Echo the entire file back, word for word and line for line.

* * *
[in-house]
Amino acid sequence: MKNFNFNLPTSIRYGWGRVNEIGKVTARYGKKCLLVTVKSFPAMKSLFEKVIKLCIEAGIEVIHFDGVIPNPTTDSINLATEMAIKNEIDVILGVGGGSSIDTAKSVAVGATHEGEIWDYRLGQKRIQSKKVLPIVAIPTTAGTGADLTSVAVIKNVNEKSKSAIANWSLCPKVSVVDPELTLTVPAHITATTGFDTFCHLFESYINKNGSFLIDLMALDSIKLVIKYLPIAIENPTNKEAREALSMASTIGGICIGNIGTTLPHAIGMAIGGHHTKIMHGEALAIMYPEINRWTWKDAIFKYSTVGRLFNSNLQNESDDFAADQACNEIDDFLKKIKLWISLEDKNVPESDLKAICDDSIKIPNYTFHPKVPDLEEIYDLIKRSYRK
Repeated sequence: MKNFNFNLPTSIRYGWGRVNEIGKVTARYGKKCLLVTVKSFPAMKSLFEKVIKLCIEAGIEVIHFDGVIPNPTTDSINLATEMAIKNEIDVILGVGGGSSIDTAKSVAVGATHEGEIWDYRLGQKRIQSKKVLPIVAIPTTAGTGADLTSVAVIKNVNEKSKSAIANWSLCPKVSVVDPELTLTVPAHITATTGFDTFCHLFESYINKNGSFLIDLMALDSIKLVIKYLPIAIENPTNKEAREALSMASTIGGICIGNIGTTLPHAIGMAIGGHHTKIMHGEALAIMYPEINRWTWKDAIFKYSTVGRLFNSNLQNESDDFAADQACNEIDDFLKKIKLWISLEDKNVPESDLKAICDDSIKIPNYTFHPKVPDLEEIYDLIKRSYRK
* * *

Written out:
[in-house]
Amino acid sequence: MKNFNFNLPTSIRYGWGRVNEIGKVTARYGKKCLLVTVKSFPAMKSLFEKVIKLCIEAGIEVIHFDGVIPNPTTDSINLATEMAIKNEIDVILGVGGGSSIDTAKSVAVGATHEGEIWDYRLGQKRIQSKKVLPIVAIPTTAGTGADLTSVAVIKNVNEKSKSAIANWSLCPKVSVVDPELTLTVPAHITATTGFDTFCHLFESYINKNGSFLIDLMALDSIKLVIKYLPIAIENPTNKEAREALSMASTIGGICIGNIGTTLPHAIGMAIGGHHTKIMHGEALAIMYPEINRWTWKDAIFKYSTVGRLFNSNLQNESDDFAADQACNEIDDFLKKIKLWISLEDKNVPESDLKAICDDSIKIPNYTFHPKVPDLEEIYDLIKRSYRK
Repeated sequence: MKNFNFNLPTSIRYGWGRVNEIGKVTARYGKKCLLVTVKSFPAMKSLFEKVIKLCIEAGIEVIHFDGVIPNPTTDSINLATEMAIKNEIDVILGVGGGSSIDTAKSVAVGATHEGEIWDYRLGQKRIQSKKVLPIVAIPTTAGTGADLTSVAVIKNVNEKSKSAIANWSLCPKVSVVDPELTLTVPAHITATTGFDTFCHLFESYINKNGSFLIDLMALDSIKLVIKYLPIAIENPTNKEAREALSMASTIGGICIGNIGTTLPHAIGMAIGGHHTKIMHGEALAIMYPEINRWTWKDAIFKYSTVGRLFNSNLQNESDDFAADQACNEIDDFLKKIKLWISLEDKNVPESDLKAICDDSIKIPNYTFHPKVPDLEEIYDLIKRSYRK